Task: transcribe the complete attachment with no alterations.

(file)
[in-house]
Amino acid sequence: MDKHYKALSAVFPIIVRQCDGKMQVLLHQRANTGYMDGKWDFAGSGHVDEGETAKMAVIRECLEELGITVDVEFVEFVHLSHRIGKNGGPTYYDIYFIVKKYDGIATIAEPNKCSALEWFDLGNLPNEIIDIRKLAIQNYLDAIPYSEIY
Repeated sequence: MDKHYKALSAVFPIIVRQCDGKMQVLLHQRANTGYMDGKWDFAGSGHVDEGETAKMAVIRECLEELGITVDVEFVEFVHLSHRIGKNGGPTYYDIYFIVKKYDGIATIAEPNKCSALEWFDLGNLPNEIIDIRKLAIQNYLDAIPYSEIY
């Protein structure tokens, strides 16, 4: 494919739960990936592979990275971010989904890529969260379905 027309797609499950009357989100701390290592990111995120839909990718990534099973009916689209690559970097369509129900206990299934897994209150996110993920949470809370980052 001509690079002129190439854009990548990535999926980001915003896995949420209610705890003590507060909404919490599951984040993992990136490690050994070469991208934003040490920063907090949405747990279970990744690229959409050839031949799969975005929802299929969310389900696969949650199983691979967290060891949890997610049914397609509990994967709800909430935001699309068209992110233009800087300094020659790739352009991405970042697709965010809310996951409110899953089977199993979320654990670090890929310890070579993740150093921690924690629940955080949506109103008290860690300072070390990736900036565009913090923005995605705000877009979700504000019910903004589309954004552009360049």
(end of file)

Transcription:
[in-house]
Amino acid sequence: MDKHYKALSAVFPIIVRQCDGKMQVLLHQRANTGYMDGKWDFAGSGHVDEGETAKMAVIRECLEELGITVDVEFVEFVHLSHRIGKNGGPTYYDIYFIVKKYDGIATIAEPNKCSALEWFDLGNLPNEIIDIRKLAIQNYLDAIPYSEIY
Repeated sequence: MDKHYKALSAVFPIIVRQCDGKMQVLLHQRANTGYMDGKWDFAGSGHVDEGETAKMAVIRECLEELGITVDVEFVEFVHLSHRIGKNGGPTYYDIYFIVKKYDGIATIAEPNKCSALEWFDLGNLPNEIIDIRKLAIQNYLDAIPYSEIY
């Protein structure tokens, strides 16, 4: 494919739960990936592979990275971010989904890529969260379905 027309797609499950009357989100701390290592990111995120839909990718990534099973009916689209690559970097369509129900206990299934897994209150996110993920949470809370980052 001509690079002129190439854009990548990535999926980001915003896995949420209610705890003590507060909404919490599951984040993992990136490690050994070469991208934003040490920063907090949405747990279970990744690229959409050839031949799969975005929802299929969310389900696969949650199983691979967290060891949890997610049914397609509990994967709800909430935001699309068209992110233009800087300094020659790739352009991405970042697709965010809310996951409110899953089977199993979320654990670090890929310890070579993740150093921690924690629940955080949506109103008290860690300072070390990736900036565009913090923005995605705000877009979700504000019910903004589309954004552009360049």